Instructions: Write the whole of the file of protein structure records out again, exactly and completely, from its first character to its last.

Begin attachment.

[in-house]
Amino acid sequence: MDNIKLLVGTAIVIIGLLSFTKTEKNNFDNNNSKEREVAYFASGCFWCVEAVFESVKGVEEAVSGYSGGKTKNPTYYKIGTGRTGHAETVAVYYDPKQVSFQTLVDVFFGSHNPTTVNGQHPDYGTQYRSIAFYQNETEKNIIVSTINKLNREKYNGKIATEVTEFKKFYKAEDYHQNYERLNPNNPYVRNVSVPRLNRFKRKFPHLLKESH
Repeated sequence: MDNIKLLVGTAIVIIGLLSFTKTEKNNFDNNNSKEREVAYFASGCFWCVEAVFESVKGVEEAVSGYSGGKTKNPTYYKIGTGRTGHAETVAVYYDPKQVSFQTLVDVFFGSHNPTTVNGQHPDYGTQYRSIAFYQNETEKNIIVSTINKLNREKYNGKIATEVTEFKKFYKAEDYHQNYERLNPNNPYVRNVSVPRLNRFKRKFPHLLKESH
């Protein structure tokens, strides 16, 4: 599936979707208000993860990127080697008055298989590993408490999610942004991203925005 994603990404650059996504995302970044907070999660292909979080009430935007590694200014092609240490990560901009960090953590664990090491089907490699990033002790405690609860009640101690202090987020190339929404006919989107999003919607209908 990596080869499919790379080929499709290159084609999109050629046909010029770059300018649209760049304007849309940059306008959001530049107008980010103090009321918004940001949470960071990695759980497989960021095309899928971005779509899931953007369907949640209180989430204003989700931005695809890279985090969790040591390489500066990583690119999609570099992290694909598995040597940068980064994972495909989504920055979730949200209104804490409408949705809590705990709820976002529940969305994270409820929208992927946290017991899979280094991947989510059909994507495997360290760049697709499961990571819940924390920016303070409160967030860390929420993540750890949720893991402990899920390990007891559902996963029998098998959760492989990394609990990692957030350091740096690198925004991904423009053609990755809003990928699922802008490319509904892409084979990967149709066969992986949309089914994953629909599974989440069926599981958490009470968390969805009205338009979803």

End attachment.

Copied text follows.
[in-house]
Amino acid sequence: MDNIKLLVGTAIVIIGLLSFTKTEKNNFDNNNSKEREVAYFASGCFWCVEAVFESVKGVEEAVSGYSGGKTKNPTYYKIGTGRTGHAETVAVYYDPKQVSFQTLVDVFFGSHNPTTVNGQHPDYGTQYRSIAFYQNETEKNIIVSTINKLNREKYNGKIATEVTEFKKFYKAEDYHQNYERLNPNNPYVRNVSVPRLNRFKRKFPHLLKESH
Repeated sequence: MDNIKLLVGTAIVIIGLLSFTKTEKNNFDNNNSKEREVAYFASGCFWCVEAVFESVKGVEEAVSGYSGGKTKNPTYYKIGTGRTGHAETVAVYYDPKQVSFQTLVDVFFGSHNPTTVNGQHPDYGTQYRSIAFYQNETEKNIIVSTINKLNREKYNGKIATEVTEFKKFYKAEDYHQNYERLNPNNPYVRNVSVPRLNRFKRKFPHLLKESH
């Protein structure tokens, strides 16, 4: 599936979707208000993860990127080697008055298989590993408490999610942004991203925005 994603990404650059996504995302970044907070999660292909979080009430935007590694200014092609240490990560901009960090953590664990090491089907490699990033002790405690609860009640101690202090987020190339929404006919989107999003919607209908 990596080869499919790379080929499709290159084609999109050629046909010029770059300018649209760049304007849309940059306008959001530049107008980010103090009321918004940001949470960071990695759980497989960021095309899928971005779509899931953007369907949640209180989430204003989700931005695809890279985090969790040591390489500066990583690119999609570099992290694909598995040597940068980064994972495909989504920055979730949200209104804490409408949705809590705990709820976002529940969305994270409820929208992927946290017991899979280094991947989510059909994507495997360290760049697709499961990571819940924390920016303070409160967030860390929420993540750890949720893991402990899920390990007891559902996963029998098998959760492989990394609990990692957030350091740096690198925004991904423009053609990755809003990928699922802008490319509904892409084979990967149709066969992986949309089914994953629909599974989440069926599981958490009470968390969805009205338009979803």